Thinking about it, I'm pretty sure those two men had gone all the way to the package sorting center, in a completely different part of town, to get the form I needed for me.  Certainly not part of their job.  Nor was it the janitor's job to call them and find out what was taking so long.  The whole experience was an example of how things get done, here in Vanuatu, and also in many of the other countries I've spent significant time in, like Nepal and Benin.  Systems are in place, or at least the appearance of them - offices, desks, lines, forms.  But the way things really work is by chatting, making friends, telling the other people sharing your bench your story.  And then they choose to go out of their way to make whatever needs to happen, happen.  Would it have been nice if I'd dashed into the post office, paid the fee, and then been on my way?  Sure - but then I wouldn't have developed connections to other people, and have that warm feeling in my heart that comes from being helped by strangers.  So all in all I'm grateful for the experience.

And glad it's over.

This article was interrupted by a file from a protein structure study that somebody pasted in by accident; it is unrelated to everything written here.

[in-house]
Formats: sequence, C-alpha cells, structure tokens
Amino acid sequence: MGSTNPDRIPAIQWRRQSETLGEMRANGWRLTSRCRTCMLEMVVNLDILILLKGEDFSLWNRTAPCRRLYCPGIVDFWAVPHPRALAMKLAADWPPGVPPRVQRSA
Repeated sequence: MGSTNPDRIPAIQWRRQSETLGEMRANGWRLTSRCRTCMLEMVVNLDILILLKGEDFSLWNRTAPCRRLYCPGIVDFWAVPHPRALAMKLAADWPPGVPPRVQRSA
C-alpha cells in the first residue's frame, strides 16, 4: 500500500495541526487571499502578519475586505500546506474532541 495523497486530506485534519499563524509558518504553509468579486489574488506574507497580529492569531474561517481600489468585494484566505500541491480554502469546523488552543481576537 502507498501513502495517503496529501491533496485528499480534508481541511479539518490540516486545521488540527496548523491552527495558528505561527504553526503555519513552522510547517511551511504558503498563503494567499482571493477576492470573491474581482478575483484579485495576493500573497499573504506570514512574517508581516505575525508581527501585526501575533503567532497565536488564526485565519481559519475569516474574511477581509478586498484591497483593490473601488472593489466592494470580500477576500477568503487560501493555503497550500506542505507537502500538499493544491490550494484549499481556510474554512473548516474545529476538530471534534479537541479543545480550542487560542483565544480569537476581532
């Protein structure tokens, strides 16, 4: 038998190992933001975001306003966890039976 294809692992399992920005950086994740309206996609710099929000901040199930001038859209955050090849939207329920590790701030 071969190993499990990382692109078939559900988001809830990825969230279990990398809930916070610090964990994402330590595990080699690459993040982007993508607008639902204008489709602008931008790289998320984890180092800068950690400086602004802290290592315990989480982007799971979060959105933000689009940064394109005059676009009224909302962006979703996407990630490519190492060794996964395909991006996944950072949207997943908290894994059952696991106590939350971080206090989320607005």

Surely it was a one-time experience -

The post office had better not always take that long...




Saturday, May 27, 2017

Catching up on Efate Adventures Part 1: Lololima Waterfall and Wading to the Grocery Store

Most of my time here in Vanuatu has actually been spent in Vanuatu's capital, Port Vila - waiting for work to get started between trips out of town.  I haven't written about many of that time - a lot of it has been wasting days on the internet, nothing that would really be interesting to read about (although maybe it would give a more realistic view of what my service has really been like).  But several adventures have been sprinkled in.  Here are some of them!

One weekend early on in my stay here, another volunteer and I decided we wanted to visit Lololima Waterfall.  He'd heard the waterfall was cool, but neither of us knew how to get there.  I asked the women who work at the hotel where I've been staying, and they thought we could probably flag down one of the "busses" in Port Vila and get it to take us there for around 400 vatu ($4).  Busses in Port Vila are actually minivans that act sort of like taxis, driving around and picking up and dropping off passengers wherever they want to go. Well, we stood by the road and flagged down several busses who either didn't know where the waterfall was or weren't willing to take us there.  Finally, we found a bus who, like the others, wasn't sure where the waterfall was - but he was willing to try to find it.  We got in, and off we went, asking for directions along the way.  It ended up being much farther into the bush than any of us had thought - the paved road ended and we bounced along a dirt track, asking for directions from a group of horseback riders and people in houses.